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DLOPEN(3)		 BSD Library Functions Manual		     DLOPEN(3)

     dlopen, dlsym, dlfunc, dlerror, dlclose — programmatic interface to the
     dynamic linker

     Standard C Library (libc, -lc)

     #include <dlfcn.h>

     void *
     dlopen(const char *path, int mode);

     void *
     dlsym(void * restrict handle, const char * restrict symbol);

     dlfunc(void * restrict handle, const char * restrict symbol);

     char *

     dlclose(void *handle);

     These functions provide a simple programmatic interface to the services
     of the dynamic linker.  Operations are provided to add new shared objects
     to a program's address space, to obtain the address bindings of symbols
     defined by such objects, and to remove such objects when their use is no
     longer required.

     The dlopen() function provides access to the shared object in path,
     returning a descriptor that can be used for later references to the
     object in calls to dlsym() and dlclose().	If path was not in the address
     space prior to the call to dlopen(), it is placed in the address space.
     When an object is first loaded into the address space in this way, its
     function _init(), if any, is called by the dynamic linker.	 If path has
     already been placed in the address space in a previous call to dlopen(),
     it is not added a second time, although a reference count of dlopen()
     operations on path is maintained.	A null pointer supplied for path is
     interpreted as a reference to the main executable of the process.	The
     mode argument controls the way in which external function references from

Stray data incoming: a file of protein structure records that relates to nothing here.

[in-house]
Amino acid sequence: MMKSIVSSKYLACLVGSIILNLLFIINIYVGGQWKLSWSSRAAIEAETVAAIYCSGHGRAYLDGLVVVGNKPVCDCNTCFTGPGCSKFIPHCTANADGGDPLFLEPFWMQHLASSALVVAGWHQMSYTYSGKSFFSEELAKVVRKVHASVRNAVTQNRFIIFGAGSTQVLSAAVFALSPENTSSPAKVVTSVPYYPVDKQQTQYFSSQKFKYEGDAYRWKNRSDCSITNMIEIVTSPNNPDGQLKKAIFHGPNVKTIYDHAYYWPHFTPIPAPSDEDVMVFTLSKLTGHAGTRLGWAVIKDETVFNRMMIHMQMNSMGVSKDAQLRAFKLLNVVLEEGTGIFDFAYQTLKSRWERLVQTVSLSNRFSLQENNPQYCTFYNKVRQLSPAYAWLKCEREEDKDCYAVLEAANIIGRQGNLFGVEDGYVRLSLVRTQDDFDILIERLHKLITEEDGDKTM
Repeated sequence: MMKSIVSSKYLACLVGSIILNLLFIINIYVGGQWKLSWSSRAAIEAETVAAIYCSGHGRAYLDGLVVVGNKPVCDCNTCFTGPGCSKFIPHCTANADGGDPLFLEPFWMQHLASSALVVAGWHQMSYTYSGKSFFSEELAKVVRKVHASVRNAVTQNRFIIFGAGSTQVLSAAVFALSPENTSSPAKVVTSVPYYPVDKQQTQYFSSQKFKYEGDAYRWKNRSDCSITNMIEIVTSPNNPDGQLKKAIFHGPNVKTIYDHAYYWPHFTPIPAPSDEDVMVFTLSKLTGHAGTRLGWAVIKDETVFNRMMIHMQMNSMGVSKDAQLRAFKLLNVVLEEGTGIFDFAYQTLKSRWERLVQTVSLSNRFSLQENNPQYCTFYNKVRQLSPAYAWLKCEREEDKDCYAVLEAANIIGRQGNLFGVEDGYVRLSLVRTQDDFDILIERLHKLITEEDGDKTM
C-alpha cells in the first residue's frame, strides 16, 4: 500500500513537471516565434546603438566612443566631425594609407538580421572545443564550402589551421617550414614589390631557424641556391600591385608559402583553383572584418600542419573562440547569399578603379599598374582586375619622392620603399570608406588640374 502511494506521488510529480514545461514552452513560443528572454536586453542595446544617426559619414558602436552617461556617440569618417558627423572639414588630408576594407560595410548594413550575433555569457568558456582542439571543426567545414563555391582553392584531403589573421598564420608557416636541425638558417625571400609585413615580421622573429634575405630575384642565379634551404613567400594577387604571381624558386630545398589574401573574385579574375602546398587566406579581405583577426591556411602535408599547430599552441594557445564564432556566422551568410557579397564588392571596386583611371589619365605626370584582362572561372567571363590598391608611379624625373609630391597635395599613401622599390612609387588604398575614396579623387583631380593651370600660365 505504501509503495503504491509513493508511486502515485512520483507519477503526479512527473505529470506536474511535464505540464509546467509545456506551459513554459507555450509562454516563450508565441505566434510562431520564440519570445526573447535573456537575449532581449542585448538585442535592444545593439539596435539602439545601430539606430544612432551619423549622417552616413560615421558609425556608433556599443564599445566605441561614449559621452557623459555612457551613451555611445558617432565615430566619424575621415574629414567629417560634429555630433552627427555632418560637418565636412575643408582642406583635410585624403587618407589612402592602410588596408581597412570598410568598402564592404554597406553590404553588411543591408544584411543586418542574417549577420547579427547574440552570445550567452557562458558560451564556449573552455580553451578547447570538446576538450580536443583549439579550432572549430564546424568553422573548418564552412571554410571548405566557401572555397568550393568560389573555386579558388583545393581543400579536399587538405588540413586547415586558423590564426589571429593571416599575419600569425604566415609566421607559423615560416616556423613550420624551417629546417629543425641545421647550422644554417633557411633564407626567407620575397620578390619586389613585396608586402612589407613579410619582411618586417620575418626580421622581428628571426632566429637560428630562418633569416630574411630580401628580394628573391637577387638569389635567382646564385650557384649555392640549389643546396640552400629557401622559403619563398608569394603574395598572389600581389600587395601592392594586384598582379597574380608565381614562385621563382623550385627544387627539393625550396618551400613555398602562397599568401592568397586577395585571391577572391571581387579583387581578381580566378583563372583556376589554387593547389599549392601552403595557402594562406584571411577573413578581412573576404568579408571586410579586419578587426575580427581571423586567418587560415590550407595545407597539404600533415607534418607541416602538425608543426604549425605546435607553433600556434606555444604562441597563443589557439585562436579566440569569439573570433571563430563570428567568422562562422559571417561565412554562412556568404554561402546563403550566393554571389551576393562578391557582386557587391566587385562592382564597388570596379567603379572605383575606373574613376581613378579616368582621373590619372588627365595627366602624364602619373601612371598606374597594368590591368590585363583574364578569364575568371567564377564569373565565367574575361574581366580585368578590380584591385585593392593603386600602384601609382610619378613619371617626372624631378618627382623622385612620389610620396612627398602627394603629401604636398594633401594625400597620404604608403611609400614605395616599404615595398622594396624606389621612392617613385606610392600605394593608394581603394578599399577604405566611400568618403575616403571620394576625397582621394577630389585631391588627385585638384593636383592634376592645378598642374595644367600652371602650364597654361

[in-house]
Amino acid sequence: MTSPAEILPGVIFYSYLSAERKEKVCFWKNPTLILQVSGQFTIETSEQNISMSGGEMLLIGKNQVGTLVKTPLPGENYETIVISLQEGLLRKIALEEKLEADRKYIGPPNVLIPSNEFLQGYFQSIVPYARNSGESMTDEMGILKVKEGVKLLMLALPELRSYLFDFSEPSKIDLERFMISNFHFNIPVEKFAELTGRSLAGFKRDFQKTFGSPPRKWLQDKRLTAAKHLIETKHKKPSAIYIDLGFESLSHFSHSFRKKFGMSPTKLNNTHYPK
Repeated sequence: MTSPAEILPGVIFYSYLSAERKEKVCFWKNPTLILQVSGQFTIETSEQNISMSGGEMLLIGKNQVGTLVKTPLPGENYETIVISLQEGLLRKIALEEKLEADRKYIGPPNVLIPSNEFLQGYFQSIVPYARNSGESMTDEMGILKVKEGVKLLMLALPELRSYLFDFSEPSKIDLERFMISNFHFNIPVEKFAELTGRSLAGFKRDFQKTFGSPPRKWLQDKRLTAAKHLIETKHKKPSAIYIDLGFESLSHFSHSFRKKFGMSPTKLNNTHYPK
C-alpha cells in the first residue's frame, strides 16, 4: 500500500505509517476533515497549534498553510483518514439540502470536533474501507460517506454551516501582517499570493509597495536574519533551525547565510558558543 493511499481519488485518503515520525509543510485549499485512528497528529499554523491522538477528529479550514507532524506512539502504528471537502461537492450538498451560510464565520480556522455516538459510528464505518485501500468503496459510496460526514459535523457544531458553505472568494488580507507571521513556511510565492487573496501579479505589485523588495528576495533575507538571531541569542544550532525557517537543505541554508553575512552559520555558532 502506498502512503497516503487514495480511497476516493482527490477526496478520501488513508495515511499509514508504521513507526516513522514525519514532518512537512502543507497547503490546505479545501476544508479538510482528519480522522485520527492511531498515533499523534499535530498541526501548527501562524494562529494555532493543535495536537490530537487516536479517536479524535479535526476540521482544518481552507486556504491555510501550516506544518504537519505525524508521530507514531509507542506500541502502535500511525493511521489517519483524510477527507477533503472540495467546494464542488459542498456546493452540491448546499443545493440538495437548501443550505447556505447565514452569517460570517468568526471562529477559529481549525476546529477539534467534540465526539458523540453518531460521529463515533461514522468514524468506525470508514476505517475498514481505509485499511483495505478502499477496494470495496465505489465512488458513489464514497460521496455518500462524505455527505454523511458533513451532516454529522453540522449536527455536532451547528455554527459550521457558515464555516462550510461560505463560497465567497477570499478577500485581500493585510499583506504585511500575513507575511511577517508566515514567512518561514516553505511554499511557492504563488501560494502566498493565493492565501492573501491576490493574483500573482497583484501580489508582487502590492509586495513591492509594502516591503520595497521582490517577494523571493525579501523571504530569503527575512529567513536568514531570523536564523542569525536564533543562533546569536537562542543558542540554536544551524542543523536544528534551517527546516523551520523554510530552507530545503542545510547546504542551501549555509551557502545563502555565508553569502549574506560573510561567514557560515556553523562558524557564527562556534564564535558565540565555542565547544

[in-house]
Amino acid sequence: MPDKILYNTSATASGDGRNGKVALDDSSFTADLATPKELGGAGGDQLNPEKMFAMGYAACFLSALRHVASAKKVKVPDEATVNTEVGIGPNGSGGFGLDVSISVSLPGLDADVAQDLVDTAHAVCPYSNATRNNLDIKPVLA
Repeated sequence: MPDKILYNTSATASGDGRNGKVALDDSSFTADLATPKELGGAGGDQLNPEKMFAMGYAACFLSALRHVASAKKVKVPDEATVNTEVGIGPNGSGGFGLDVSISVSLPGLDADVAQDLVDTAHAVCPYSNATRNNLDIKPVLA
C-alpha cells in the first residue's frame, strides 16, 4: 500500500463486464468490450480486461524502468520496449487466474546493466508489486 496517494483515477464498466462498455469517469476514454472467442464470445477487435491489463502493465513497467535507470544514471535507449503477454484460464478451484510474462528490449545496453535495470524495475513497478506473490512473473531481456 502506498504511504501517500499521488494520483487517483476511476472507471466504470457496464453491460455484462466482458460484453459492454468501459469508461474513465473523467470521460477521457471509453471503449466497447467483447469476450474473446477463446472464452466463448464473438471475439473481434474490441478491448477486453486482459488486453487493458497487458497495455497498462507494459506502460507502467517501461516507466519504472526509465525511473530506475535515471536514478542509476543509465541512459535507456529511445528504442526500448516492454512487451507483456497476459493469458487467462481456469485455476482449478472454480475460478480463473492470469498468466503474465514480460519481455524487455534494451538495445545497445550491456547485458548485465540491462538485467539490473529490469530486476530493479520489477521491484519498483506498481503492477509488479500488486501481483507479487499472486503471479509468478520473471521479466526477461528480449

the loaded object are bound to their referents.  It must contain one of
     the following values, possibly ORed with additional flags which will be
     described subsequently:

     RTLD_LAZY	 Each external function reference is resolved when the func‐
		 tion is first called.

     RTLD_NOW	 All external function references are bound immediately by

     RTLD_LAZY is normally preferred, for reasons of efficiency.  However,
     RTLD_NOW is useful to ensure that any undefined symbols are discovered
     during the call to dlopen().

     One of the following flags may be ORed into the mode argument:

     RTLD_GLOBAL    Symbols from this shared object and its directed acyclic
		    graph (DAG) of needed objects will be available for
		    resolving undefined references from all other shared

     RTLD_LOCAL	    Symbols in this shared object and its DAG of needed
		    objects will be available for resolving undefined refer‐
		    ences only from other objects in the same DAG.  This is
		    the default, but it may be specified explicitly with this

     RTLD_TRACE	    When set, causes dynamic linker to exit after loading all
		    objects needed by this shared object and printing a sum‐
		    mary which includes the absolute pathnames of all objects,
		    to standard output.	 With this flag dlopen() will return
		    to the caller only in the case of error.

     RTLD_NODELETE  Prevents unload of the loaded object on dlclose().	The
		    same behaviour may be requested by -z nodelete option of
		    the static linker ld(1).

     RTLD_NOLOAD    Ony return valid handle for the object if it is already
		    loaded in the process address space, otherwise NULL is
		    returned.  Other mode flags may be specified, which will
		    be applied for promotion for the found object.

     If dlopen() fails, it returns a null pointer, and sets an error condition
     which may be interrogated with dlerror().

     The dlsym() function returns the address binding of the symbol described
     in the null-terminated character string symbol, as it occurs in the
     shared object identified by handle.  The symbols exported by objects
     added to the address space by dlopen() can be accessed only through calls
     to dlsym().  Such symbols do not supersede any definition of those sym‐
     bols already present in the address space when the object is loaded, nor
     are they available to satisfy normal dynamic linking references.

     If dlsym() is called with the special handle NULL, it is interpreted as a
     reference to the executable or shared object from which the call is being